If it keeps growing, it’s going to be a metropolis. I can see it being the size of Winchester or Fredericksburg. I’ve watched things sprout out. Warrenton has a good opportunity to becoming a bigger stop for people. Wineries are a really big draw around here now.

• Favorite TV show?
“Parks and Recreation” because Pawnee is a little bigger than Warrenton, but it reminds me of Warrenton.

• Favorite movie?
“Forrest Gump”

• Favorite book?
“The Hitchhiker’s Guide to the Galaxy” by Douglas Adams.

• Favorite vacation spot?
Broadway in New York City.

• Favorite food?
Seafood and Italian.

• What is the best advice you have ever received? From whom?
“To face the world is brave. To turn outward rather than inward and face the world which you would have to face in any case — such may not always win the day, but it will always allow you to live the day as an adult.” It’s from David Mamet, a Pulitzer Prize-winning playwright.

• Who’s your hero and why?
Two of my professors from college: Dr. Tom King from JMU. because he taught me about what it means to put your art into practice. He taught me how to put words into action. Professor Noreen Barnes from VCU, because she taught me the feminist perspective of theater and how to take different people’s viewpoints into account. They inspired me to teach.

• What would you do if you won $1 million in the lottery?
I would become a serious patron of the arts and put a lot of the money back into arts and education. I would also set up scholarships for my theater kids.


>> Suggest a “Faces of Fauquier” profile subject

Do you know someone who lives in Fauquier County you would like to see in Faces of Fauquier? E-mail Cassandra Brown at .(JavaScript must be enabled to view this email address) or Editor Lou Emerson at .(JavaScript must be enabled to view this email address).

Previous Faces of Fauquier:

• Bus driver Melissa Strain’s weekend job all about “fun.”


• Bartender Taylor Edgar has a pretty good standup routine.

• A nomad childhood led Paul Schmeling to start a moving company.


• Adam Lynch’s family owns café with local food focus and a special name.

• Patricia McMahon Rice turns passion for art into her livelihood.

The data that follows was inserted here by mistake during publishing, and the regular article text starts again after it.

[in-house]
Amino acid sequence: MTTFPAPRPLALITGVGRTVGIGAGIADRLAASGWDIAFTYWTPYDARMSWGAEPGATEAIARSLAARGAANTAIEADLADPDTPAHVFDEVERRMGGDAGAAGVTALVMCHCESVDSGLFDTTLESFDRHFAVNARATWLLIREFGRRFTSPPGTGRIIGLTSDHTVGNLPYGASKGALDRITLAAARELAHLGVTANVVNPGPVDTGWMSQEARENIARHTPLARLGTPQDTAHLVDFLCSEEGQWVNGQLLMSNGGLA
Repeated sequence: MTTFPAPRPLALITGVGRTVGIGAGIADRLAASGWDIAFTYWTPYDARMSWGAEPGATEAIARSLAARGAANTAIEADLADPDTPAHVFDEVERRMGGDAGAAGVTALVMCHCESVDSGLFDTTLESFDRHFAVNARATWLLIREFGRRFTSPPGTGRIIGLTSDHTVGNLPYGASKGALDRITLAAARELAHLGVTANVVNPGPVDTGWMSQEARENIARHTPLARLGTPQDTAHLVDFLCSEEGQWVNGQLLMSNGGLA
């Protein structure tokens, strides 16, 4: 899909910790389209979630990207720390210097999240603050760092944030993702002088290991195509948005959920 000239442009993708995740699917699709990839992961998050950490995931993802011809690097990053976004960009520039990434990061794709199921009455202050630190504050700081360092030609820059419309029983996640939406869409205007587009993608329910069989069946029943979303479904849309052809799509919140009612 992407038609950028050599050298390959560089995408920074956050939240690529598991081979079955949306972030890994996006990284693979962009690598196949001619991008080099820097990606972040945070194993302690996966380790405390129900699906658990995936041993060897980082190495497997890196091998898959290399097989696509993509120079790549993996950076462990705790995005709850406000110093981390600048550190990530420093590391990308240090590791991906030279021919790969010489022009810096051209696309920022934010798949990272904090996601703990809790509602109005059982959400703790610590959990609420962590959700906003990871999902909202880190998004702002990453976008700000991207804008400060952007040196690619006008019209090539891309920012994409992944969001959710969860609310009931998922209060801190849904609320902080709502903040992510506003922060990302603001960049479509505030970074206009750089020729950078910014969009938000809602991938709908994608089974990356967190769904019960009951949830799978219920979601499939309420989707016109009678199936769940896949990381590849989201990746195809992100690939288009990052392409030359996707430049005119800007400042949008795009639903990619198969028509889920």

• Cindy D’Ambro works as “director of first impressions” at LFCC.

• Ginger Hilleary leads local literacy organization.

• Farmers with groundhog problems call Rod Kirkpatrick.


• Horses “retire” to work with Jeanne Blackwell.

• Remington cattle farmer Doug Linton loves his home and work.

• Sports central to Robert Glascock’s life’s work.

• For Richard Mast, company ownership started with his summer work as a teenager.

• Bernice Simpson knows northern Fauquier back roads and the people who live along them.

• Eddie Payne has logged 38 years as a volunteer firefighter in Marshall.


• Stephanie Layton turns her lifelong passion for dance into her livelihood.


• Shawn LaRue matches children and adoptive families.


• Biker and psychology major Clif Stroud makes music in a big way.

• Becky Crouch greets lots of visitors.

• She helped blaze trail to equality for black teachers.


• Family and food come first for Marshall pizzeria employee.

• Rural “closeness” of Fauquier appeals to Kansas native

• A “spoke” in the wheel of preservation.

• His job dovetails with passion for hunting

• Veteran educator sees the potential in every child.

• His passions: Fixing cars and helping people


• Habitat ReStore volunteer appreciates Fauquier’s diversity.


• Dad’s example led to new career at Fauquier Hospital.

• He lives and works in a beautiful place.

• The Goldvein firehouse ranks as his favorite place.


• Pretty things everywhere she looks.

• Through scouting, he encourages girls to explore.

• One day, he might run the company.


• FISH volunteer likes to help others.

• She sees the community’s generosity.

• Cop patrols while most people sleep.


• Pastor a constant in Calverton.


• She keeps the courthouse spotless.


• He loves working working outdoors at the park.


• She sees “everyone” at Carousel

• Library assistant works in a “fun place"

• Hat lady sets up shop in Old Town Warrenton